This month saw the official launch of CUSP, the European Research Cluster to Understand the Health Impacts of Micro- and Nanoplastics.
CUSP is a consortium of five research projects working to understand micro- and nanoplastics (MNPs) in our environment and their exposures and impacts on health. The projects are publicly funded under a call within the European Union’s Horizon 2020 program. Together these five projects make up the CUSP research cluster: AURORA , IMPTOX , PlasticHeal , PlasticsFatE , and POLYRISK .
CUSP was launched with an event at EU Green Week – the sessions can be watched here.
Project partners also published a press release, introducing the five projects including POLYRISK:
POLYRISK aims at unravelling the risks of microplastic and nanoplastic particles (MNP) that are ubiquitous in our environment and are likely to be entering the human body via inhalation and ingestion. The most bioavailable low-micron and nano-sized MNP pose the biggest analytical challenges or today’s analytical chemists. Existing knowledge about the adverse pro-inflammatory effects of airborne particulate matter and nanoparticles, combined with pro-inflammatory evidence of MNP exposure observed in animal models and in vitro pilot tests with human immune cells, suggeststhat MNP may cause immunotoxicity in humans. Occupational exposure of workersto fibrous MNP can indeed lead to granulomatouslesions, causing respiratory irritation, functional abnormalities and flock worker’s lung. Currently, human health risk assessment protocols specific to MNP are not available and key data is missing. This hampers science-based decision making.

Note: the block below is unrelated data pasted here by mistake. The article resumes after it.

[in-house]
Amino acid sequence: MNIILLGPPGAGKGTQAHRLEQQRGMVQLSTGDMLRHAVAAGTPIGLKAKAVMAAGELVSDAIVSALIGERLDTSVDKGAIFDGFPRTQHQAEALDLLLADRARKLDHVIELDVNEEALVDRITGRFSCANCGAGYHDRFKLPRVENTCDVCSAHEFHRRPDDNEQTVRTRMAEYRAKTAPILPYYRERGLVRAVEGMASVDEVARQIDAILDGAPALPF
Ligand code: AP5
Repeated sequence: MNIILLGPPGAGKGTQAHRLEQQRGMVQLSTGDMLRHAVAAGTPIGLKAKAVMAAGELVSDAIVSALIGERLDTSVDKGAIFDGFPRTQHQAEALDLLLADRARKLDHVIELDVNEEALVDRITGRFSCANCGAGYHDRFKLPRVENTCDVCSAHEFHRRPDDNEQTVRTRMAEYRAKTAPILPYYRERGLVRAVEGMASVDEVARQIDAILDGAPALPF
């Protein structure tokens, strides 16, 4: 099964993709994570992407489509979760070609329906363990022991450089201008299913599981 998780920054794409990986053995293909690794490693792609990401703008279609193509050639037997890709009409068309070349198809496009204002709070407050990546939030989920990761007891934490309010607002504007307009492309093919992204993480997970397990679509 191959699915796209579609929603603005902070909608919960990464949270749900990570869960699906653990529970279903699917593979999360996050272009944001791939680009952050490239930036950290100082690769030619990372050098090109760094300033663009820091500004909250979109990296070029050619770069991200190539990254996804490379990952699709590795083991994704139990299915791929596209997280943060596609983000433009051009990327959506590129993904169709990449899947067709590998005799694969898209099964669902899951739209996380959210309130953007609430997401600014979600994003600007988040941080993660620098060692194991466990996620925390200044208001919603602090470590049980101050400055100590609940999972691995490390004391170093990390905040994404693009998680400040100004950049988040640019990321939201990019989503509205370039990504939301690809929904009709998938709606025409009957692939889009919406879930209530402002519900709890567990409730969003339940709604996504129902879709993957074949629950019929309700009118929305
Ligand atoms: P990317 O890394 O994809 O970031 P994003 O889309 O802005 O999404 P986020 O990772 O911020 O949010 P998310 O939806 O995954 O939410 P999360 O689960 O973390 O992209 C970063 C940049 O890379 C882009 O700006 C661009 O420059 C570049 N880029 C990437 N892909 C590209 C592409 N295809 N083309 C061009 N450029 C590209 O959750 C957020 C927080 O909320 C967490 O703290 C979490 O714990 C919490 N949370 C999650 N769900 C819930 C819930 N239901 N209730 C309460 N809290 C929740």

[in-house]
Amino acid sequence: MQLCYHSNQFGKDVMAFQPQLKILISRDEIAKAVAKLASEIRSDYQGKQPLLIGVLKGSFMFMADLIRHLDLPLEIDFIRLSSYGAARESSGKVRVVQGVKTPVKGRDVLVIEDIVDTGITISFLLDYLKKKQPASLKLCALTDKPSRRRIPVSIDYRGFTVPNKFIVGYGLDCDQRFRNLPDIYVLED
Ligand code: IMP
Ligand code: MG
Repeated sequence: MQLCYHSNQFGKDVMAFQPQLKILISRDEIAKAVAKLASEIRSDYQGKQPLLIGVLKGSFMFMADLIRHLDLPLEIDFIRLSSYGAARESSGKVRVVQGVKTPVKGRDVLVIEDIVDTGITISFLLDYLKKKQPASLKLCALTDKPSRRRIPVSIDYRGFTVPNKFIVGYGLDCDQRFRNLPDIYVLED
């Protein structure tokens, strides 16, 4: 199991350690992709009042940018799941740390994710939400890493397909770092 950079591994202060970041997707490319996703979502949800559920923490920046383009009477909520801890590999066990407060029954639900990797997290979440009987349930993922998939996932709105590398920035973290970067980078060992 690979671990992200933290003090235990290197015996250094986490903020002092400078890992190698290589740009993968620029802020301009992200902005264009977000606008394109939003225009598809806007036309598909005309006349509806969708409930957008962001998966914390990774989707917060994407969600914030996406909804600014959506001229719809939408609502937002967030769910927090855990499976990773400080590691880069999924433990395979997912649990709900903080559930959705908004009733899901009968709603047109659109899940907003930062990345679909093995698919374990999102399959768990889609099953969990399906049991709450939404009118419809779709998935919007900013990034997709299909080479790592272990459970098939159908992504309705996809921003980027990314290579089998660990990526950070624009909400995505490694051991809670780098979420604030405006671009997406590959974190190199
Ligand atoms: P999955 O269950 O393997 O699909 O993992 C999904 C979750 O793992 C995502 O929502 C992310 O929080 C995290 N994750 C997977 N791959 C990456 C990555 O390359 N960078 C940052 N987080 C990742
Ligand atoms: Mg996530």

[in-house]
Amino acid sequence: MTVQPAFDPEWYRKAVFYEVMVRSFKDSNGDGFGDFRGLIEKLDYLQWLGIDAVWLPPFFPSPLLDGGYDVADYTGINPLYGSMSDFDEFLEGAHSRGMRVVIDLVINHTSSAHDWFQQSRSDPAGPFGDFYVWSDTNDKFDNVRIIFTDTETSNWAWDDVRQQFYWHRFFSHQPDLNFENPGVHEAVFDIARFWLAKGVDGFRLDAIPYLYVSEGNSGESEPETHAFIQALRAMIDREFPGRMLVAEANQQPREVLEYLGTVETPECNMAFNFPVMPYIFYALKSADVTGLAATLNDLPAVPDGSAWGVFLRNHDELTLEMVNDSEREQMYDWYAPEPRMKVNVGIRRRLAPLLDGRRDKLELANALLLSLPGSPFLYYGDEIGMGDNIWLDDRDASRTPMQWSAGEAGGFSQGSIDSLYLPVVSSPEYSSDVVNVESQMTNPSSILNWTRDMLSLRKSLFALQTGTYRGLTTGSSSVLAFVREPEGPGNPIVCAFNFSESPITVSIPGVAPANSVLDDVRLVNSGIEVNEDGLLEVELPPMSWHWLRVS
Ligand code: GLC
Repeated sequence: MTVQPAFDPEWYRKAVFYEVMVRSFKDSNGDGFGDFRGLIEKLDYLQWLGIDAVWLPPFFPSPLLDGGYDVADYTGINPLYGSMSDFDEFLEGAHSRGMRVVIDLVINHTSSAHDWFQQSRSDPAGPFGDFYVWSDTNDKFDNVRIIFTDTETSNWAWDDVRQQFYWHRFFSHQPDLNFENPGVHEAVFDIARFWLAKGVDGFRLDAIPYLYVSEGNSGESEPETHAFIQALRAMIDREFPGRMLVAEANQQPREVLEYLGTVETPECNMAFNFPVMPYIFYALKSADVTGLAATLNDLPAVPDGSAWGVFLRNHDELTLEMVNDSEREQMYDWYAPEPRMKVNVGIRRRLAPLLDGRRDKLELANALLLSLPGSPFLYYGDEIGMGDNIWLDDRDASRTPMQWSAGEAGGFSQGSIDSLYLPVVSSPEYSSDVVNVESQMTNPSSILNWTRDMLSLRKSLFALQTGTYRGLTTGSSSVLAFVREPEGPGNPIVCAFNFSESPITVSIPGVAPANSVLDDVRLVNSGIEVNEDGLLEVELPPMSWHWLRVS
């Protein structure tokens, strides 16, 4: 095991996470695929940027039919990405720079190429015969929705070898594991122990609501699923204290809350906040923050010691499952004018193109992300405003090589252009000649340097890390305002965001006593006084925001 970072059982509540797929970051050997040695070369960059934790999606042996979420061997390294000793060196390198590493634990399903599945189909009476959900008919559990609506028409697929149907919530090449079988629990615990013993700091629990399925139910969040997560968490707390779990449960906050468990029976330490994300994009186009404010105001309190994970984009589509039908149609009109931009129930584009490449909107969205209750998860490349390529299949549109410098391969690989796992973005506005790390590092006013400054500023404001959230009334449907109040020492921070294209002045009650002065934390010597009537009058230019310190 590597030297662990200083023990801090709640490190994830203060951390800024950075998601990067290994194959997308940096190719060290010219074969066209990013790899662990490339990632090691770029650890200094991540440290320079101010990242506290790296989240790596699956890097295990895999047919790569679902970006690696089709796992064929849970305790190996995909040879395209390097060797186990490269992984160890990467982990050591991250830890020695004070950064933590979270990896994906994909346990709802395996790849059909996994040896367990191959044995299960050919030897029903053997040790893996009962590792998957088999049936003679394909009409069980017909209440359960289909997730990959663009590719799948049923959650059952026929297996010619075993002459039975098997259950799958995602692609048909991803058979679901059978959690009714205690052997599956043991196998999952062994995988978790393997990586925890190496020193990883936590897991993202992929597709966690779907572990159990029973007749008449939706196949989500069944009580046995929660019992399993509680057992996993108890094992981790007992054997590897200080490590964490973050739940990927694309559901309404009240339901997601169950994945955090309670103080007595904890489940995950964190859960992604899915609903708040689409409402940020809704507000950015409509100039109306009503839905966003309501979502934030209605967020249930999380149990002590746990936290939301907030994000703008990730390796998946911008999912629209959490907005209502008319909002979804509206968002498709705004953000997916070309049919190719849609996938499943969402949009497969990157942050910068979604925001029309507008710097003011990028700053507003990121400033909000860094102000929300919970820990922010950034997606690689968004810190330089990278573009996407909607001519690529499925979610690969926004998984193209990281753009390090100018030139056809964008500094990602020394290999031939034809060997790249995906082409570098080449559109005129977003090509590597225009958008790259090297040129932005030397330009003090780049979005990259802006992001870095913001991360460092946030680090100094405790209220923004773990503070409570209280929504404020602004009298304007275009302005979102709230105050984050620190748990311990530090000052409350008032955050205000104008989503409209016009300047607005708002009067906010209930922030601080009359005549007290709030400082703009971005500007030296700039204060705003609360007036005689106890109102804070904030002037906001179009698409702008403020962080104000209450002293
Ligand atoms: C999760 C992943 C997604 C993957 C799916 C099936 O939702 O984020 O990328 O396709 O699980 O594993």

“POLYRISK’s human risk assessment strategy will combine highly advanced sampling, sample pretreatment and analytical methods to detect microplastic and nanoplastic particles, MNPs, in complex matrices, up-to-date fit-for-purpose hazard assessment technologies and multiple real-life human exposure scenarios. We will focus on key toxic events linked to several chronic inflammatory diseases”, said Dr. Raymond Pieters from the Utrecht University, Institute for Risk Assessment Sciences.